- I keep a fruitbowl in the kitchen they can help themselves from, as well as snacks like two minute noodles.
- I offer both knives and forks and chopsticks initially, but see part of my role as training them in European food etiquette, especially for longer term students
Who to approach if you want to host a homestay
I began hosting students through the Melbourne Language Centre. Most Universities and higher studies programs have international student programs and will be looking for host families and individuals. Many private and government schools also host both short term study tours and longer term students and intern teachers. Check their websites and offer to become a host.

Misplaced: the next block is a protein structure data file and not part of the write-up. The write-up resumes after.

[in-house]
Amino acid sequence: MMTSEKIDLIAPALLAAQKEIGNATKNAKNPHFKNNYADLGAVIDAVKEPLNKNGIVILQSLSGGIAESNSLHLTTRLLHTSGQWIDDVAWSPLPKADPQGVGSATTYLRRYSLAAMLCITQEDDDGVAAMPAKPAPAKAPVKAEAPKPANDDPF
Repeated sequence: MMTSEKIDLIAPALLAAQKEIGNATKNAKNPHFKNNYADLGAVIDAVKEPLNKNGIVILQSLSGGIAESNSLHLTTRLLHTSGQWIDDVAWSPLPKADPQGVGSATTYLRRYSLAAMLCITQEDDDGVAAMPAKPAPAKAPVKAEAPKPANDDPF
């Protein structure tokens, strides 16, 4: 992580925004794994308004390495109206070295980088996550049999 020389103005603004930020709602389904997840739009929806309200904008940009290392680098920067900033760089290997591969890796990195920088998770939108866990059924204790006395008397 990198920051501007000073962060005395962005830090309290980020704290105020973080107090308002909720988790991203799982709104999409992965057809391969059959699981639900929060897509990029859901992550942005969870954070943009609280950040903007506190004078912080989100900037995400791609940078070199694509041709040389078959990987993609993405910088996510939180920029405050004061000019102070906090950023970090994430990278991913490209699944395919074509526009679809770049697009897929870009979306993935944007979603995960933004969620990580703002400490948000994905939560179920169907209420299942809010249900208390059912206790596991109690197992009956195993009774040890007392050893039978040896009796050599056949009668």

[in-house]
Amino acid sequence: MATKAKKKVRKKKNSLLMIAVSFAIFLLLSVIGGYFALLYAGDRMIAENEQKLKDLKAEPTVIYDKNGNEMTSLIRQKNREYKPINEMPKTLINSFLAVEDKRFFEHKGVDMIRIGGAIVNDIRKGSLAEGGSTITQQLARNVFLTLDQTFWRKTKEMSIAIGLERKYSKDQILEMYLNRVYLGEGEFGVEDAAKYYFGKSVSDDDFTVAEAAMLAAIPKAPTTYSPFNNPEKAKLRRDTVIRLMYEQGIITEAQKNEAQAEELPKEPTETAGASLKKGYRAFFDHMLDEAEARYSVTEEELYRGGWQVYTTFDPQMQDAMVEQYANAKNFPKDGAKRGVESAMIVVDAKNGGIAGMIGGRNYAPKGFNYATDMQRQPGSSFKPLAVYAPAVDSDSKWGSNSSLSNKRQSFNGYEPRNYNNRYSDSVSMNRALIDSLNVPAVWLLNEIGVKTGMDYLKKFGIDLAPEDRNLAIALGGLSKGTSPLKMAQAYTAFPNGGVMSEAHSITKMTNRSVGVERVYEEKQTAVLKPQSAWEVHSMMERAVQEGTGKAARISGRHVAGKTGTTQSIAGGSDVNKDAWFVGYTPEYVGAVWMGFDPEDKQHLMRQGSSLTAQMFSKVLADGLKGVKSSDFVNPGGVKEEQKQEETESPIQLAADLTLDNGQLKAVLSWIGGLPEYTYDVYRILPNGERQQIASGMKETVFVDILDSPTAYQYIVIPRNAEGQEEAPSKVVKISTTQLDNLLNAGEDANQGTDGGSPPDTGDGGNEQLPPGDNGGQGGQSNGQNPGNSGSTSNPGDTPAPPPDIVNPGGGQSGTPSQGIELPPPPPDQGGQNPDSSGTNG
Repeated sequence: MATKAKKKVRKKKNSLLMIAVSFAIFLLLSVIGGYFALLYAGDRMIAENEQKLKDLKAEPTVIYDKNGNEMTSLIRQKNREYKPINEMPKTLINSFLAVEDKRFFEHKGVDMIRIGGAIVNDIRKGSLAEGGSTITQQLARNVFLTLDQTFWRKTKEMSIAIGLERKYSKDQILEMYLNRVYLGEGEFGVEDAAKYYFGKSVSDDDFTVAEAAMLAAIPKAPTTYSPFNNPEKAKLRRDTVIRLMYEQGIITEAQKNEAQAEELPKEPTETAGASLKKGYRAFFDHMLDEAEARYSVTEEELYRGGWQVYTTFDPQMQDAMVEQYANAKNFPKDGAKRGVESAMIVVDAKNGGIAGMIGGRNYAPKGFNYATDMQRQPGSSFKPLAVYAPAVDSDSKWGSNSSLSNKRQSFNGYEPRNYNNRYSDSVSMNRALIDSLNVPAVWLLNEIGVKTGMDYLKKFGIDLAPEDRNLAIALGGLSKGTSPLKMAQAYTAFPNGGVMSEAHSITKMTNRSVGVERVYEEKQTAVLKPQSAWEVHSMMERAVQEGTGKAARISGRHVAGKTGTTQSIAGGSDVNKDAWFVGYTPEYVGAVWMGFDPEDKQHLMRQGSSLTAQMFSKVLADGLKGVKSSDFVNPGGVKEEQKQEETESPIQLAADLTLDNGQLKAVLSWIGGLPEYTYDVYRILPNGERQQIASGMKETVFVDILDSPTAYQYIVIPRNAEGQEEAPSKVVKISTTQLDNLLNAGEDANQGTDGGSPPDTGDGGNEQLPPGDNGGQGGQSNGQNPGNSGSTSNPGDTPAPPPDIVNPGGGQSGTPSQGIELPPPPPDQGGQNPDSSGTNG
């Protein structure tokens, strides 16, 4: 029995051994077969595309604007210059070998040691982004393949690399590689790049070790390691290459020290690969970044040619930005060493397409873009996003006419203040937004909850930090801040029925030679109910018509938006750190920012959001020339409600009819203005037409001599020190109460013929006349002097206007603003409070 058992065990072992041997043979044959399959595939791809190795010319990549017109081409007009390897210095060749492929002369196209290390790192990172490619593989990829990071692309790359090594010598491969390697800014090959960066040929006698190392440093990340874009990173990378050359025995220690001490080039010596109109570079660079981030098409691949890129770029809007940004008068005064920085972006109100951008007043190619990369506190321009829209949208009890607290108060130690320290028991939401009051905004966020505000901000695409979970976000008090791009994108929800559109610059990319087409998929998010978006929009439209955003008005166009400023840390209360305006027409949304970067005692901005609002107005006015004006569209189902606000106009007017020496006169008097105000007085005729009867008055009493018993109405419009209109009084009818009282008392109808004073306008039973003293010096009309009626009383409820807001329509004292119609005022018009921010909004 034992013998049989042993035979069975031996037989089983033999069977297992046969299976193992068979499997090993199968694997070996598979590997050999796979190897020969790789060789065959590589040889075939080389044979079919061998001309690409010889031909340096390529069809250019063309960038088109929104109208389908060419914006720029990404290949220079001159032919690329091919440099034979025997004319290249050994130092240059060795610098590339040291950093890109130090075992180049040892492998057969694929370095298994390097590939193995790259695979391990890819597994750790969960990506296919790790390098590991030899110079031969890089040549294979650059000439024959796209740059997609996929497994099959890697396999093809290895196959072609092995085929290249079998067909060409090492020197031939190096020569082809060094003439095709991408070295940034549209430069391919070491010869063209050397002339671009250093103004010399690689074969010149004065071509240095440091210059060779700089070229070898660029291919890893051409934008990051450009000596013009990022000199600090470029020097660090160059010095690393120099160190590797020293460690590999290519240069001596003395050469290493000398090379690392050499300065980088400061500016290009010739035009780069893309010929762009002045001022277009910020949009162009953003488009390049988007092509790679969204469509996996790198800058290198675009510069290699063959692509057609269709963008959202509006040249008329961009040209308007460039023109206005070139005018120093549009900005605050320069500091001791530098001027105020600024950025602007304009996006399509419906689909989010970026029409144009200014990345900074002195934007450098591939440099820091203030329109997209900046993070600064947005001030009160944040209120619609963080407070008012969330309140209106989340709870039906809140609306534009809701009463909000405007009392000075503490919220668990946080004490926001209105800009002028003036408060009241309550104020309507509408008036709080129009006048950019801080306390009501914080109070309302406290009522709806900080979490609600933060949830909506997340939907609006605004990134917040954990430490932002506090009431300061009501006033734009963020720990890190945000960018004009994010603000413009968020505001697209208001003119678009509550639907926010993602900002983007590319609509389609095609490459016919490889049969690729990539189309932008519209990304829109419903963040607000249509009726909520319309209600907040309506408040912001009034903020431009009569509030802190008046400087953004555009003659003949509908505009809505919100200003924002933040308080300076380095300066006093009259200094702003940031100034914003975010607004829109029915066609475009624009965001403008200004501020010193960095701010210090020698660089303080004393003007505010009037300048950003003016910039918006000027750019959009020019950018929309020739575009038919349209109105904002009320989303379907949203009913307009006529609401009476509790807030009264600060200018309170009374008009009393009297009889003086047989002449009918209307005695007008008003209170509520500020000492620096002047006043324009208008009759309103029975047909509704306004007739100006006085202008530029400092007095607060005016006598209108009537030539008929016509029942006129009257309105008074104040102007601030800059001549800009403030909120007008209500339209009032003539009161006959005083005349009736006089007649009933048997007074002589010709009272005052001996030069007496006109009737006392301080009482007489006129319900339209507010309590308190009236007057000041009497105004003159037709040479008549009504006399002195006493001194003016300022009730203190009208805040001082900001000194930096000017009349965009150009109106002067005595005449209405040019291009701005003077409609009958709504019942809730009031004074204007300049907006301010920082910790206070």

Short term study tour students are the easiest to begin with. I find it best to host two, if you have the rooms, because they entertain each other and you maximise your profits. Their time is pretty much accounted for by their host institution and they are too tired at the end of the day to want to hit town in the evenings. I have hosted some wonderful thirteen to sixteen year olds on that basis. Longer term younger students can be more problematic, so really think about whether you are prepared to live with the stress of a teenager who has limited understanding of English. Their friendship network will be first and foremost to them and many will want to be out late using public transport to get home on a regular basis. Make it clear they need to let you know whether they require a meal in advance if they are going out. I always set a 9.30pm curfew for students of 16-18 during the Sunday to Thursday, and by the second last train of the evening on Friday and Saturday nights. With long termers, I used to stick a copy of house rules up in their bedroom. This covered things like curfew times, shower time limits, phonecalls and room cleanliness, as well as letting me know by a reasonable time if they would not be home for a meal.I also gave them a printed copy and went over it and got them to sign it. This was useful to show the institution, if the student was doing the wrong thing repeatedly.